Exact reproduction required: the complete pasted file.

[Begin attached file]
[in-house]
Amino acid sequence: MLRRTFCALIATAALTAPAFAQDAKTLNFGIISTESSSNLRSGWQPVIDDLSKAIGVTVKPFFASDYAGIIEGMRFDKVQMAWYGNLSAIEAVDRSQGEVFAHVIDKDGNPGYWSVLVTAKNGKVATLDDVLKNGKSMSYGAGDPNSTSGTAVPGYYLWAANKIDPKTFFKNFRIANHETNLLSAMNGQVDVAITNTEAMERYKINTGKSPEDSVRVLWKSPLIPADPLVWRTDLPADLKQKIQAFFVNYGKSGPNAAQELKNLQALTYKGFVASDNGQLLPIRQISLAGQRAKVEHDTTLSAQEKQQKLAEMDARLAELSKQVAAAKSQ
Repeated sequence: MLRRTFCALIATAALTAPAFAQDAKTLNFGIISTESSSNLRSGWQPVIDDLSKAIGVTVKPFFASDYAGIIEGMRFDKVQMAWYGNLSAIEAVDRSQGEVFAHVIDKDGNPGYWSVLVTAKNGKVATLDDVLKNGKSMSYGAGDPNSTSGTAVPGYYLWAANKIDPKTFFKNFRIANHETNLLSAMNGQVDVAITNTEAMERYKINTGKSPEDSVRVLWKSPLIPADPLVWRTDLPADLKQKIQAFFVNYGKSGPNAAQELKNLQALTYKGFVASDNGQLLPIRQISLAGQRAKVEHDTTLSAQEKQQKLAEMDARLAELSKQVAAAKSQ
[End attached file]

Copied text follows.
[in-house]
Amino acid sequence: MLRRTFCALIATAALTAPAFAQDAKTLNFGIISTESSSNLRSGWQPVIDDLSKAIGVTVKPFFASDYAGIIEGMRFDKVQMAWYGNLSAIEAVDRSQGEVFAHVIDKDGNPGYWSVLVTAKNGKVATLDDVLKNGKSMSYGAGDPNSTSGTAVPGYYLWAANKIDPKTFFKNFRIANHETNLLSAMNGQVDVAITNTEAMERYKINTGKSPEDSVRVLWKSPLIPADPLVWRTDLPADLKQKIQAFFVNYGKSGPNAAQELKNLQALTYKGFVASDNGQLLPIRQISLAGQRAKVEHDTTLSAQEKQQKLAEMDARLAELSKQVAAAKSQ
Repeated sequence: MLRRTFCALIATAALTAPAFAQDAKTLNFGIISTESSSNLRSGWQPVIDDLSKAIGVTVKPFFASDYAGIIEGMRFDKVQMAWYGNLSAIEAVDRSQGEVFAHVIDKDGNPGYWSVLVTAKNGKVATLDDVLKNGKSMSYGAGDPNSTSGTAVPGYYLWAANKIDPKTFFKNFRIANHETNLLSAMNGQVDVAITNTEAMERYKINTGKSPEDSVRVLWKSPLIPADPLVWRTDLPADLKQKIQAFFVNYGKSGPNAAQELKNLQALTYKGFVASDNGQLLPIRQISLAGQRAKVEHDTTLSAQEKQQKLAEMDARLAELSKQVAAAKSQ